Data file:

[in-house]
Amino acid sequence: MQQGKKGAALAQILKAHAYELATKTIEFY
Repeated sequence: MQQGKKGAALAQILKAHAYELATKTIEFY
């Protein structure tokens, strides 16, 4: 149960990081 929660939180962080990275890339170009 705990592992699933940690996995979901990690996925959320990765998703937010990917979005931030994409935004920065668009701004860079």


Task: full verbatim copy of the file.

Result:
[in-house]
Amino acid sequence: MQQGKKGAALAQILKAHAYELATKTIEFY
Repeated sequence: MQQGKKGAALAQILKAHAYELATKTIEFY
């Protein structure tokens, strides 16, 4: 149960990081 929660939180962080990275890339170009 705990592992699933940690996995979901990690996925959320990765998703937010990917979005931030994409935004920065668009701004860079």